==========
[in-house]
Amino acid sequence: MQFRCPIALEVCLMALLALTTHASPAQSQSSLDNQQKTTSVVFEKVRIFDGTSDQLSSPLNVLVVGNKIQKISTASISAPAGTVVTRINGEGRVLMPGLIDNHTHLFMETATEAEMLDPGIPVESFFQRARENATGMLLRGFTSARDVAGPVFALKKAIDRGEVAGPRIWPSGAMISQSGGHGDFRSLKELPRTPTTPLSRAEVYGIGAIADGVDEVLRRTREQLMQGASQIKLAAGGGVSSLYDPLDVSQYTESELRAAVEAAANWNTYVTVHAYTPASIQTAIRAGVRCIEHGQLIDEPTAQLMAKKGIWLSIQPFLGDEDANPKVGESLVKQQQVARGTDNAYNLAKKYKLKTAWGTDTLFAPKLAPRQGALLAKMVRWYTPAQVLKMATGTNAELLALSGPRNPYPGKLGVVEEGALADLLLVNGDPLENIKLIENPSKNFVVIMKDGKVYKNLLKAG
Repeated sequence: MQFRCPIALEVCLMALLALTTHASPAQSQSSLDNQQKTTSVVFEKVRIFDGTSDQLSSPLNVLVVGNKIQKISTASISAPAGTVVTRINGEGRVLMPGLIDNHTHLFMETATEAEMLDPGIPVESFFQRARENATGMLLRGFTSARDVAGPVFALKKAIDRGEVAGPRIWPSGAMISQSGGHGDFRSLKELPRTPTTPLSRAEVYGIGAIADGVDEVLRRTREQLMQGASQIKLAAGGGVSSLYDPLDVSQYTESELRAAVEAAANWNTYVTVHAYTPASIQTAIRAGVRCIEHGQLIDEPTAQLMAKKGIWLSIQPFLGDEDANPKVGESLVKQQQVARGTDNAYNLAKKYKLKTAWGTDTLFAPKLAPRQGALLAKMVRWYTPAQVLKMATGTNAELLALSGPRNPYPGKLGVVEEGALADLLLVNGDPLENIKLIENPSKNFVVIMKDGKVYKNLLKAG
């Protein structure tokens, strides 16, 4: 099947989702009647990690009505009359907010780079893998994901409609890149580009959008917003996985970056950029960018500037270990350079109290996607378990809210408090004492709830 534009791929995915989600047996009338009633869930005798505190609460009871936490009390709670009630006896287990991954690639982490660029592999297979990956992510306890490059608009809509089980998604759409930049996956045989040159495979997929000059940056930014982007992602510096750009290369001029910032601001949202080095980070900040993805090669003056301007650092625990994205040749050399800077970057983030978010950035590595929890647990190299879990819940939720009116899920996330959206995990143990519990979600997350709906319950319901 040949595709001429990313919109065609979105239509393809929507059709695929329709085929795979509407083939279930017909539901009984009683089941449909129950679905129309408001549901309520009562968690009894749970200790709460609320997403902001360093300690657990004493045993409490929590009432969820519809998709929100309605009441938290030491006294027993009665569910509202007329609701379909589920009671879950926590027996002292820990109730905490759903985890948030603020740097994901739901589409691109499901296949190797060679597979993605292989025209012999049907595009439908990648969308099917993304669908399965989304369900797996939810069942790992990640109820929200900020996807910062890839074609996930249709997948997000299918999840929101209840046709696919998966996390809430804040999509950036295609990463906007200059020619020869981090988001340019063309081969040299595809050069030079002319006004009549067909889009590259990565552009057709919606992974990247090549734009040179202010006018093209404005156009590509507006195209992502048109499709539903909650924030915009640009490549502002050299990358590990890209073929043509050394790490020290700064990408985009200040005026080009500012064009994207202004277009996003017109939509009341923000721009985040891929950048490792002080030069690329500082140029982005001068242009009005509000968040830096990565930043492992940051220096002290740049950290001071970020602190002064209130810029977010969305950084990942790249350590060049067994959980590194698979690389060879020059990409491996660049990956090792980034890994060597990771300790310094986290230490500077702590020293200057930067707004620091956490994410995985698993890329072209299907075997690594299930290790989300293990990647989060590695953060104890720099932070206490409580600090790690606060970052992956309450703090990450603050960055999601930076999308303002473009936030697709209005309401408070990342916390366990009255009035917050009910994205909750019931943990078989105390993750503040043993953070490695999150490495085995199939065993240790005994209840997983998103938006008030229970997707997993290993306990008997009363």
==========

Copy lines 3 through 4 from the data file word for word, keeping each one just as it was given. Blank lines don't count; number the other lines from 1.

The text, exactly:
Repeated sequence: MQFRCPIALEVCLMALLALTTHASPAQSQSSLDNQQKTTSVVFEKVRIFDGTSDQLSSPLNVLVVGNKIQKISTASISAPAGTVVTRINGEGRVLMPGLIDNHTHLFMETATEAEMLDPGIPVESFFQRARENATGMLLRGFTSARDVAGPVFALKKAIDRGEVAGPRIWPSGAMISQSGGHGDFRSLKELPRTPTTPLSRAEVYGIGAIADGVDEVLRRTREQLMQGASQIKLAAGGGVSSLYDPLDVSQYTESELRAAVEAAANWNTYVTVHAYTPASIQTAIRAGVRCIEHGQLIDEPTAQLMAKKGIWLSIQPFLGDEDANPKVGESLVKQQQVARGTDNAYNLAKKYKLKTAWGTDTLFAPKLAPRQGALLAKMVRWYTPAQVLKMATGTNAELLALSGPRNPYPGKLGVVEEGALADLLLVNGDPLENIKLIENPSKNFVVIMKDGKVYKNLLKAG
């Protein structure tokens, strides 16, 4: 099947989702009647990690009505009359907010780079893998994901409609890149580009959008917003996985970056950029960018500037270990350079109290996607378990809210408090004492709830 534009791929995915989600047996009338009633869930005798505190609460009871936490009390709670009630006896287990991954690639982490660029592999297979990956992510306890490059608009809509089980998604759409930049996956045989040159495979997929000059940056930014982007992602510096750009290369001029910032601001949202080095980070900040993805090669003056301007650092625990994205040749050399800077970057983030978010950035590595929890647990190299879990819940939720009116899920996330959206995990143990519990979600997350709906319950319901 040949595709001429990313919109065609979105239509393809929507059709695929329709085929795979509407083939279930017909539901009984009683089941449909129950679905129309408001549901309520009562968690009894749970200790709460609320997403902001360093300690657990004493045993409490929590009432969820519809998709929100309605009441938290030491006294027993009665569910509202007329609701379909589920009671879950926590027996002292820990109730905490759903985890948030603020740097994901739901589409691109499901296949190797060679597979993605292989025209012999049907595009439908990648969308099917993304669908399965989304369900797996939810069942790992990640109820929200900020996807910062890839074609996930249709997948997000299918999840929101209840046709696919998966996390809430804040999509950036295609990463906007200059020619020869981090988001340019063309081969040299595809050069030079002319006004009549067909889009590259990565552009057709919606992974990247090549734009040179202010006018093209404005156009590509507006195209992502048109499709539903909650924030915009640009490549502002050299990358590990890209073929043509050394790490020290700064990408985009200040005026080009500012064009994207202004277009996003017109939509009341923000721009985040891929950048490792002080030069690329500082140029982005001068242009009005509000968040830096990565930043492992940051220096002290740049950290001071970020602190002064209130810029977010969305950084990942790249350590060049067994959980590194698979690389060879020059990409491996660049990956090792980034890994060597990771300790310094986290230490500077702590020293200057930067707004620091956490994410995985698993890329072209299907075997690594299930290790989300293990990647989060590695953060104890720099932070206490409580600090790690606060970052992956309450703090990450603050960055999601930076999308303002473009936030697709209005309401408070990342916390366990009255009035917050009910994205909750019931943990078989105390993750503040043993953070490695999150490495085995199939065993240790005994209840997983998103938006008030229970997707997993290993306990008997009363």